Earlier this summer, the municipality declared a climate emergency, a move that other cities and municipalities—including Sarnia, have done in the past few months.
Bruce McAllister, Chatham-Kent’s director of planning, says the community development advisory committee was looking at the meeting as a first step to raise awareness and get the word to the community about their intentions moving forward.
“We’re just trying to provide a few lenses that council can maybe consider when they review the budget, does it meet climate action planning items,” McAllister says. “Next year, we’ll have a better framework of what are the things the community wants to achieve from a priorities standpoint, do we have the resources, what are the cost benefits, what is it going to take to it, and then council can make those decisions in the future.”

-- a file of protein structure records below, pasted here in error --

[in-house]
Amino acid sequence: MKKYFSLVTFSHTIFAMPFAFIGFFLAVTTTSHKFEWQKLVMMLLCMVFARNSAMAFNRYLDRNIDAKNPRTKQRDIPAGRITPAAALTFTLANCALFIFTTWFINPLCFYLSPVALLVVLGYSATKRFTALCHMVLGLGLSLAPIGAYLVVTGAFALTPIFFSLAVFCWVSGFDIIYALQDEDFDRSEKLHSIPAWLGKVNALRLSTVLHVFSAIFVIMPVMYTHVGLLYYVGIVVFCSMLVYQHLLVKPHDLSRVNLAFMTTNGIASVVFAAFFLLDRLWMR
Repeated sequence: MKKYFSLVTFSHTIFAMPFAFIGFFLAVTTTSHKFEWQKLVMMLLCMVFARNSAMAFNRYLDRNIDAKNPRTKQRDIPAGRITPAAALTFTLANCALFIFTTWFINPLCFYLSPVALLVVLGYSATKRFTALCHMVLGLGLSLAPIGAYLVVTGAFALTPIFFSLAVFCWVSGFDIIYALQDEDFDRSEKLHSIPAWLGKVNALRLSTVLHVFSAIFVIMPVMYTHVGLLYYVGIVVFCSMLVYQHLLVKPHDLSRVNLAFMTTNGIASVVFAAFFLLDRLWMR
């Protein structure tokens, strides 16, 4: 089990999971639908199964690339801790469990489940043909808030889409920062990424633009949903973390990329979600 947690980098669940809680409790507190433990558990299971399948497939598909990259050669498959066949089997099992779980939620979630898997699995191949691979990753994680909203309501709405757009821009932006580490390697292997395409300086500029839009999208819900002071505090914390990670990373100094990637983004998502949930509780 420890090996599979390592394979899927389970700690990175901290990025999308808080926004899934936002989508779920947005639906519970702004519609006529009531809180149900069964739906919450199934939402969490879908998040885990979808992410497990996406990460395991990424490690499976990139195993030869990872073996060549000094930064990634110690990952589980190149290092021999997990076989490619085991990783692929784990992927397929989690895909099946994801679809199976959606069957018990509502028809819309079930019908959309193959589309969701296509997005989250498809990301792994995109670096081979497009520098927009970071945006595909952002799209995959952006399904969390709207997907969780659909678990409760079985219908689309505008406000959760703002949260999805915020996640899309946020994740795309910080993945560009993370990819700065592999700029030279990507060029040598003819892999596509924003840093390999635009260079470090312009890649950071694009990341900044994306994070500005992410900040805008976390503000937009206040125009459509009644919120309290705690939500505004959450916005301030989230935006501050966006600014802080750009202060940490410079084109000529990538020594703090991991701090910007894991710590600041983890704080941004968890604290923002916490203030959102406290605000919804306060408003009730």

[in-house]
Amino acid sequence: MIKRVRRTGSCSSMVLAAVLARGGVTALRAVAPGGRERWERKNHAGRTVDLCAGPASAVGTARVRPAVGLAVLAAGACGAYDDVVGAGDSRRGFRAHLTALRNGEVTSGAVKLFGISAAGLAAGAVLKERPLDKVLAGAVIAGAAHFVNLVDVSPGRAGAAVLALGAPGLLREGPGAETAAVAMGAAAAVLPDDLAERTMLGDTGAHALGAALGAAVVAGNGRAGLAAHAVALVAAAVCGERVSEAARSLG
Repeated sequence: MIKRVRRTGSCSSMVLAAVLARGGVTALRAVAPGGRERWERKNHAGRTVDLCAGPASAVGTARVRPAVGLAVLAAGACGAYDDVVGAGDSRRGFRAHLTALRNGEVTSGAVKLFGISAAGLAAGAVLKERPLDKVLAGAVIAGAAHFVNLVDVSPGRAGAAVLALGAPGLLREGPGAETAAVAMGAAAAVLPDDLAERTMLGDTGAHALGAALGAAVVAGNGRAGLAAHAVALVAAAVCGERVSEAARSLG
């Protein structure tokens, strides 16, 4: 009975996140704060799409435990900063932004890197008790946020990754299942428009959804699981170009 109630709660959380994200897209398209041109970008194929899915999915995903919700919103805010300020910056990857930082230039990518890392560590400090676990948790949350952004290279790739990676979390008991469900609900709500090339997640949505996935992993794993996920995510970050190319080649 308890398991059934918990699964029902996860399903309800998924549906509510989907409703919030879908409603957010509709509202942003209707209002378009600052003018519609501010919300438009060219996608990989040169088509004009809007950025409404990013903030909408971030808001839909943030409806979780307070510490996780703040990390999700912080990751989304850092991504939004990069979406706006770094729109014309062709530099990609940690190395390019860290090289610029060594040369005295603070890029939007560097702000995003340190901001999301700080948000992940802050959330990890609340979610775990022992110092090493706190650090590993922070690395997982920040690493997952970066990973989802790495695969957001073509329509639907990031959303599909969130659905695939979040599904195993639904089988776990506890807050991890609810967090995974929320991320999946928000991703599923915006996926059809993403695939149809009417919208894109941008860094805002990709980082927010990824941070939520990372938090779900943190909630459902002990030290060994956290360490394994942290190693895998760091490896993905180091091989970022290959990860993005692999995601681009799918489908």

Gabriel Clarke, an environmental planner with Chatham-Kent, says part of the challenge with community engagement is speaking to people’s interests.
“What we really want to do is develop an innovative and effective strategy for engaging all the various segments of the population so we can integrate their input, find out what their interests are, and how we can align those interests with the goal of the plan, which is to build community resiliency and to lower the carbon intensity of Chatham-Kent.”
It will be a long process. The climate action plan is not expected to be presented to council until mid-2021.